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March 2017 Newsletter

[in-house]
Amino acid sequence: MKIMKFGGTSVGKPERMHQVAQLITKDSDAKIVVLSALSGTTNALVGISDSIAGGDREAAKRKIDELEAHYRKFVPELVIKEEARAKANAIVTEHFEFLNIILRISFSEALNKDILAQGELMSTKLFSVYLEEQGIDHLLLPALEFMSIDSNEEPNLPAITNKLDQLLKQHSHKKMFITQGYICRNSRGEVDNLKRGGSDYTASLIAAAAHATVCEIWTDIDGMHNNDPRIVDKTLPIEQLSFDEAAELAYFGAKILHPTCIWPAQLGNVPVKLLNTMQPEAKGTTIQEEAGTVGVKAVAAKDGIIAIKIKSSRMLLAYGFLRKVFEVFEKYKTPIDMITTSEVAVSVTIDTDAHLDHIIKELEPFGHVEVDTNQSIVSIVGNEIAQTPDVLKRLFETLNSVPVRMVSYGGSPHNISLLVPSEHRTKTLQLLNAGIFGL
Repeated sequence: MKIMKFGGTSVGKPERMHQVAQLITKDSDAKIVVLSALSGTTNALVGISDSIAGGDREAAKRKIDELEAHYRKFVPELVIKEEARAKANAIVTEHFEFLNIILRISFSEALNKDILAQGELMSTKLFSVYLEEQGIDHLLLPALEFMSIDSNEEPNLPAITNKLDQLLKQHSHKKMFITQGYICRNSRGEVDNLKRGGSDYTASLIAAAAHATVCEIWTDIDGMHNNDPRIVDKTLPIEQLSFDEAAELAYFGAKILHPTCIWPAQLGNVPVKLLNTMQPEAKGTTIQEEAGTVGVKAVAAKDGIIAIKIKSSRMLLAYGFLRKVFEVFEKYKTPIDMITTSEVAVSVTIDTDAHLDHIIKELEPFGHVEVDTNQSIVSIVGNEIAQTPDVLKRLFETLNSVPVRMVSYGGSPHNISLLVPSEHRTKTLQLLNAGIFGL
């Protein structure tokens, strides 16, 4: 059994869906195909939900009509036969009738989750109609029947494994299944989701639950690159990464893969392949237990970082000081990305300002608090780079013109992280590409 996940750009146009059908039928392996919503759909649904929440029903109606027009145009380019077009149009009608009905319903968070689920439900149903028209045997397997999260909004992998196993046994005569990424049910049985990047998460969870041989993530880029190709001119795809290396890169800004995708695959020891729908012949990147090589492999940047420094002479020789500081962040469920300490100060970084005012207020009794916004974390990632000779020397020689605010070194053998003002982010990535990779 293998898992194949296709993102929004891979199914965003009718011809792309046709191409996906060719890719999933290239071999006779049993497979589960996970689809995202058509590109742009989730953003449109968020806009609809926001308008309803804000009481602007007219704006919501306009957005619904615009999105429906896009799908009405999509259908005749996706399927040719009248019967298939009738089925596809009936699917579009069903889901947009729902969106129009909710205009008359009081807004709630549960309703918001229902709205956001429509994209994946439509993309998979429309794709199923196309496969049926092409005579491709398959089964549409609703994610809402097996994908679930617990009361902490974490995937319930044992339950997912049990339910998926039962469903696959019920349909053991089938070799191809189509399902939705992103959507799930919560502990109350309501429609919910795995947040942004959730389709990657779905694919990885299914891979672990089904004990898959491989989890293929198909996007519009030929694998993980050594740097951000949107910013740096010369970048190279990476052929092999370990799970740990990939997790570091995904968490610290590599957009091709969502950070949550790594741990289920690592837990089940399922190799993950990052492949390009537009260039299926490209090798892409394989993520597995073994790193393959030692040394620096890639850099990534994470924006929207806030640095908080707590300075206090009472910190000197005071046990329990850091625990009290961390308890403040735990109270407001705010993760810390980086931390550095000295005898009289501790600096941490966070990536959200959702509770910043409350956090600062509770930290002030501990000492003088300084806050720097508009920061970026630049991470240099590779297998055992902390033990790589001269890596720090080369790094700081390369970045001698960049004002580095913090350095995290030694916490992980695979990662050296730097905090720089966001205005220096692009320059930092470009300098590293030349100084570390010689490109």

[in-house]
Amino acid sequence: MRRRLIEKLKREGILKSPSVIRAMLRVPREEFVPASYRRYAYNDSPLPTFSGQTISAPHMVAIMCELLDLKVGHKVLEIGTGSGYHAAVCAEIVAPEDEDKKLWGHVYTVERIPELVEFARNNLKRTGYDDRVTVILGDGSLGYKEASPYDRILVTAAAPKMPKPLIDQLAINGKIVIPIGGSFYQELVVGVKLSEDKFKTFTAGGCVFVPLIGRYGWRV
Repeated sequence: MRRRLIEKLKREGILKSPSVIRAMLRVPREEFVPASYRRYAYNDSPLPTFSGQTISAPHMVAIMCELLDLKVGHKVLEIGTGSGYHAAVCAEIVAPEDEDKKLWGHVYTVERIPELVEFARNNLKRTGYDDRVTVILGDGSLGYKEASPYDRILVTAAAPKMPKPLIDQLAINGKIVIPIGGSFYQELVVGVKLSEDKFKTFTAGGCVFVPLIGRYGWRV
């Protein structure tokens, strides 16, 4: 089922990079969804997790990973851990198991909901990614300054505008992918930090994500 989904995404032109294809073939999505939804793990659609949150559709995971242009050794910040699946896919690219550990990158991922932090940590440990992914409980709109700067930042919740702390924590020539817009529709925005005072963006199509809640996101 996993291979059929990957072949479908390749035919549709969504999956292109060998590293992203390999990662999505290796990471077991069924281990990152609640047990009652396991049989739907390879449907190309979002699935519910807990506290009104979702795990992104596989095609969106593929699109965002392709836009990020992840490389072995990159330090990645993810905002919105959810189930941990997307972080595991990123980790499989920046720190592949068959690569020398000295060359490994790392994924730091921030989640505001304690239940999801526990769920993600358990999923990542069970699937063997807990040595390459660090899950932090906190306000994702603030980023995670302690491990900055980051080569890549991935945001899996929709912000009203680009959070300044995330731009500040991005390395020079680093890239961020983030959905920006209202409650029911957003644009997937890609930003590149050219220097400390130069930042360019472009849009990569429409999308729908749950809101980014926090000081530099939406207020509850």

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We are SAND Ash Wednesday and Lent are upon us. On March 1 at 3pm we gather for worship at Zion. While it is of course a work day, most of us are retired, especially those who might choose to attend an Ash Wednesday service. So let’s try this. Tell you what: If you want administration of ashes at some other time on Ash Wednesday, call me. I’ll show up to do it in some public place at a specified time which meets your schedule. Throughout our Lenten worship we will use the metaphor of glass, reflecting through the Psalms. Mary and I just returned from Saint Simon’s Island, Georgia. That’s where John and Charles Wesley landed to begin an adventure of missionary work in the new world. Charles was to be Governor Oglethorpe’s Minister of Indian Affairs, and John was to be pastor of the fledgling new congregation in the Savannah settlement. It didn’t go so well. John got smitten on the Mayor’s daughter. She spurned him. He forbade her to take communion. Oglethorpe sent John packing, and Charles left with him. On the boat home they met some Moravians who demonstrated deep and emotional trust in God. Just a few months later, back in England, both John and Charles experienced the touch of the Holy Spirit, had their hearts “strangely warmed.” The rest is history. Life crises become for us the opportunities for spiritual growth and transformation. That’s why even when I find so many are experiencing anxiety through this current governmental transition, I can be hopeful. We are forced to examine our culture and examine ourselves. Then we make new choices. Even presidents of The United States can do that. Life is too short for us to waste energy judging, when instead we can exude hope and love, and work for positive change. Every time we go to the beach Mary pulls off her shoes and walks in the shore spray, squishes her toes in the sand. I look out across the water and ponder. The sea is so vast. Even the beach is vast. We can’t begin to count the number of grains of sand. Scripture tells us God knows. Sand is silicone. Glass is melted and formed silicone: fired and tempered, shaped and made useful: glass panes, glass bowls, glass test tubes, glass medical instruments, glass jewelry, glass artwork. The list of possible uses seems as countless as the grains of sand, some to be invented still. On Ash Wednesday we say, “We are dust, and to dust we shall return.” Ash is the final form of carbon. Our bodies are 18% carbon. We are 75% water, so we come from the ocean and flow back to it. Have you thought, that we are also sand? The other 7% of our body composition consists of the ‘solid’ elements which make up silicone: phosphorus, calcium, magnesium, Sulphur, sodium. Many of us these days are choosing to cremate the remains of our loved ones. Then we take the ‘ashes’ to ‘sprinkle’ in some meaningful place, maybe even the ocean. It’s NOT mostly ASH, but FLAKE. Flakes of silicone. Tiny fragments of our bone. To the SAND we also return. So, God the Creator makes us into GLASS. And lets us help in the creating. Rev. Mark Harvey

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